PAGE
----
Web merchants are retooling their advertising and marketing efforts — by spending more online. That’s according to new research conducted by online retailer trade association Shop.org and management/strategic consultancy The Boston Consulting Group.
The joint study, based on third-quarter retailing data reported by 94 North American e-tailers, found that average customer acquisition costs for Web pure-plays and click-and-mortar firms dropped from $40 per customer in second quarter to $20 in the third, as online retailers refocused their marketing spending.
And increasingly, that spending is going into Web work. The survey found that, in third quarter 2000, 64 percent of online retailers’ marketing budgets were spent on online media, up from 59 percent in second quarter.
That news coincides with greater numbers of new customers shopping with e-tailers, according to the study. Web retailers that participated in both second- and third-quarter surveys saw a 28 percent increase in new customers, despite a 34 percent overall decrease in spending on customer acquisition.
“The ongoing dot-com market correction is far from having a negative effect on online retailing as a whole — it has actually led online retailers to renew their focus on customer service, cost reduction and profitability,” said Kate Delhagen, who heads Shop.org’s committee on Internet shopping research.
Additionally, while 89 percent of surveyed retailers are launching holiday marketing and promotional campaigns, only 4 percent intend to increase spending on TV advertising.
“We’ve seen the industry mature dramatically over the last year,” said James Vogtle, director of e-commerce research at BCG. “Online retailers have hit upon the right marketing mix to draw customers to their sites without breaking the bank — and are seeing immediate results for their efforts.”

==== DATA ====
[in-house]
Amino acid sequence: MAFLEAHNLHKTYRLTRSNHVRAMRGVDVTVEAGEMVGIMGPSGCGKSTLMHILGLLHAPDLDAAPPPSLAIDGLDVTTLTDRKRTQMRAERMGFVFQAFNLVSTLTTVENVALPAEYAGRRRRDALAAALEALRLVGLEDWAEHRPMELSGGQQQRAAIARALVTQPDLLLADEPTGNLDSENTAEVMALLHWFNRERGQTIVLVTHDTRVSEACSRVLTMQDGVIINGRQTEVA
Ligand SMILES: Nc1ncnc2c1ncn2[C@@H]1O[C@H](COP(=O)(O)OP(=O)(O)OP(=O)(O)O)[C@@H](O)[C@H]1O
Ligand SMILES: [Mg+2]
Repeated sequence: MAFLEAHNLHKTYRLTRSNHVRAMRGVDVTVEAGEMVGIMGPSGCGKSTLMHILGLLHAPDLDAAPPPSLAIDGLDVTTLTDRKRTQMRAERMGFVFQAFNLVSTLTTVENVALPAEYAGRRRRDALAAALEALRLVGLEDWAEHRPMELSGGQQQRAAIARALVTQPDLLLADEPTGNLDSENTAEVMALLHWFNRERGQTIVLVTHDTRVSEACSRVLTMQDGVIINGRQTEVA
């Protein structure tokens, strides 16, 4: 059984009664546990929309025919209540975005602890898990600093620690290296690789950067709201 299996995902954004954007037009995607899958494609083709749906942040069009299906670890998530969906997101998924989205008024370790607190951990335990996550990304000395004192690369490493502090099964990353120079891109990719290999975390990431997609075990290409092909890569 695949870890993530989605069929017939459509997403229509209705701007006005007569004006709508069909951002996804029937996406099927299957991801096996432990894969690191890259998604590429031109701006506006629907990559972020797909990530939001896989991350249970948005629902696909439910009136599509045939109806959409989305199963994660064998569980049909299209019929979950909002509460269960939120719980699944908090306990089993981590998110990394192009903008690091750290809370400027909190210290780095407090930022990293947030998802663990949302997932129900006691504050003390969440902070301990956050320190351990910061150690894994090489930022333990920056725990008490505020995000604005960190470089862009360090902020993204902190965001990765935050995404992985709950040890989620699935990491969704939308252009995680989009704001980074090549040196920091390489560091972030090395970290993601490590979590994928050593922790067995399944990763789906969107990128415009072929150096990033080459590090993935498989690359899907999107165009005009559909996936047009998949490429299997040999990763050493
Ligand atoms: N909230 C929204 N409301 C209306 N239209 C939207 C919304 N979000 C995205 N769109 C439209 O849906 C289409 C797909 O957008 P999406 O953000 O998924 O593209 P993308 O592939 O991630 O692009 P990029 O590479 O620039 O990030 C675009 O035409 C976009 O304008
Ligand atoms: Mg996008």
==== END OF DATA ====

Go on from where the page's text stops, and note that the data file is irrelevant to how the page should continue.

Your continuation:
But while the study asserts that online e-tailers are spending greater portions of their marketing budgets online, that heightened spending doesn’t seem to be affecting online marketing and advertising companies — many of which are still posting weakened quarterly revenues.
The Shop.org/BCG survey also looked at non-advertising or email marketing efforts planned by online retailers for the holiday season, which include gift certificates (54 percent); offering shipping deals (40 percent); signing new or revised placement deals with portals and search engines (39 percent); signing new partnership deals with content sites (36 percent); and incentivizing purchases with a free gift (29 percent).
As expected, pure plays appear more committed to the Web this season, with 74 percent of those surveyed indicating that they do not plan to increase spending on offline direct marketing. Only 58 percent of click-and-mortal retailers said the same.
The study comes as part of Shop.org/BCG’s ongoing research program, “The State of Online Retailing, ” which has been conducted periodically by the two since November 1998.
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